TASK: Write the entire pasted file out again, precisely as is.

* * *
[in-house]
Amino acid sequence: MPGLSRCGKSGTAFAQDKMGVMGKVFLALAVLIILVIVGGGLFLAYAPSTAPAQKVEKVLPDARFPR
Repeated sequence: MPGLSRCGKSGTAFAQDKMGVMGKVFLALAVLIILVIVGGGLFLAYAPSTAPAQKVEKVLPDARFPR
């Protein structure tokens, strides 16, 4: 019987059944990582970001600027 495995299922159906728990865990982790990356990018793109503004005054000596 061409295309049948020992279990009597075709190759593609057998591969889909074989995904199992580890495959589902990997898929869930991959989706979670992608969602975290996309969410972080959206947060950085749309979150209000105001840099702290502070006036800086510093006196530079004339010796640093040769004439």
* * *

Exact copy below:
[in-house]
Amino acid sequence: MPGLSRCGKSGTAFAQDKMGVMGKVFLALAVLIILVIVGGGLFLAYAPSTAPAQKVEKVLPDARFPR
Repeated sequence: MPGLSRCGKSGTAFAQDKMGVMGKVFLALAVLIILVIVGGGLFLAYAPSTAPAQKVEKVLPDARFPR
């Protein structure tokens, strides 16, 4: 019987059944990582970001600027 495995299922159906728990865990982790990356990018793109503004005054000596 061409295309049948020992279990009597075709190759593609057998591969889909074989995904199992580890495959589902990997898929869930991959989706979670992608969602975290996309969410972080959206947060950085749309979150209000105001840099702290502070006036800086510093006196530079004339010796640093040769004439």